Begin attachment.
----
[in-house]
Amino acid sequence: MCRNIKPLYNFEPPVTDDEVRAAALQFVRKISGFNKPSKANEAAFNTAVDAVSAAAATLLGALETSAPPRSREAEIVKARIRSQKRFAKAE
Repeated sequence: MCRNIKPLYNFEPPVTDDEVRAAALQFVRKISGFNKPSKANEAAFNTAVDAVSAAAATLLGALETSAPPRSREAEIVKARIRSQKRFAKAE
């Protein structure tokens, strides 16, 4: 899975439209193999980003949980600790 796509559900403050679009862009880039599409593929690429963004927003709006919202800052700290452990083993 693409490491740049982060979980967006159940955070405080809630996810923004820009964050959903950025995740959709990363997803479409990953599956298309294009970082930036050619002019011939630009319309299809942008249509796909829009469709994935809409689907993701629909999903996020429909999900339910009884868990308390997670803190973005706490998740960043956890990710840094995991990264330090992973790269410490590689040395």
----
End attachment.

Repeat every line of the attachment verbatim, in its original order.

[in-house]
Amino acid sequence: MCRNIKPLYNFEPPVTDDEVRAAALQFVRKISGFNKPSKANEAAFNTAVDAVSAAAATLLGALETSAPPRSREAEIVKARIRSQKRFAKAE
Repeated sequence: MCRNIKPLYNFEPPVTDDEVRAAALQFVRKISGFNKPSKANEAAFNTAVDAVSAAAATLLGALETSAPPRSREAEIVKARIRSQKRFAKAE
């Protein structure tokens, strides 16, 4: 899975439209193999980003949980600790 796509559900403050679009862009880039599409593929690429963004927003709006919202800052700290452990083993 693409490491740049982060979980967006159940955070405080809630996810923004820009964050959903950025995740959709990363997803479409990953599956298309294009970082930036050619002019011939630009319309299809942008249509796909829009469709994935809409689907993701629909999903996020429909999900339910009884868990308390997670803190973005706490998740960043956890990710840094995991990264330090992973790269410490590689040395």